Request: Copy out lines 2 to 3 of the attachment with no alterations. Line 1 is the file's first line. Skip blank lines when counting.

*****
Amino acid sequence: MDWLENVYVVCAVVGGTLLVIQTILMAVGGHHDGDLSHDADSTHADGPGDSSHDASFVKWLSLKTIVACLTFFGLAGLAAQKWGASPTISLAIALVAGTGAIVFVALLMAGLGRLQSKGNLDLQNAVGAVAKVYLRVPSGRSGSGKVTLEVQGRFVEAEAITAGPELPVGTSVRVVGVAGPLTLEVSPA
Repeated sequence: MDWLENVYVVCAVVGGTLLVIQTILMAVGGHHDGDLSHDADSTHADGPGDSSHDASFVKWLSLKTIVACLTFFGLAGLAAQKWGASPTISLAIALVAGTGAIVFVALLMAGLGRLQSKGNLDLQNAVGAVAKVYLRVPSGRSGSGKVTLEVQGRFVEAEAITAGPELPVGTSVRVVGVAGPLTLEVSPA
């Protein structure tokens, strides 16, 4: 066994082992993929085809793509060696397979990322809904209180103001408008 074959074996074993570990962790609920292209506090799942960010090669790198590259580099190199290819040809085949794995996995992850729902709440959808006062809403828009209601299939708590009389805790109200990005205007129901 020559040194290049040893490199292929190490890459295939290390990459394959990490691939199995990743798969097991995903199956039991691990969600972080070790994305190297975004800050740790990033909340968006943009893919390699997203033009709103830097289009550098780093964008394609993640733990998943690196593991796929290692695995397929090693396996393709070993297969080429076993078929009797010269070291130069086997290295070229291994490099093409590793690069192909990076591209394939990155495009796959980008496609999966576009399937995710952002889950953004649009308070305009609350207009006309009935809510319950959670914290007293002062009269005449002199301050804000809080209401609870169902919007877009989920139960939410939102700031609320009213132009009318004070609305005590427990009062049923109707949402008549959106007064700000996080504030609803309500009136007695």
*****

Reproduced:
Repeated sequence: MDWLENVYVVCAVVGGTLLVIQTILMAVGGHHDGDLSHDADSTHADGPGDSSHDASFVKWLSLKTIVACLTFFGLAGLAAQKWGASPTISLAIALVAGTGAIVFVALLMAGLGRLQSKGNLDLQNAVGAVAKVYLRVPSGRSGSGKVTLEVQGRFVEAEAITAGPELPVGTSVRVVGVAGPLTLEVSPA
């Protein structure tokens, strides 16, 4: 066994082992993929085809793509060696397979990322809904209180103001408008 074959074996074993570990962790609920292209506090799942960010090669790198590259580099190199290819040809085949794995996995992850729902709440959808006062809403828009209601299939708590009389805790109200990005205007129901 020559040194290049040893490199292929190490890459295939290390990459394959990490691939199995990743798969097991995903199956039991691990969600972080070790994305190297975004800050740790990033909340968006943009893919390699997203033009709103830097289009550098780093964008394609993640733990998943690196593991796929290692695995397929090693396996393709070993297969080429076993078929009797010269070291130069086997290295070229291994490099093409590793690069192909990076591209394939990155495009796959980008496609999966576009399937995710952002889950953004649009308070305009609350207009006309009935809510319950959670914290007293002062009269005449002199301050804000809080209401609870169902919007877009989920139960939410939102700031609320009213132009009318004070609305005590427990009062049923109707949402008549959106007064700000996080504030609803309500009136007695």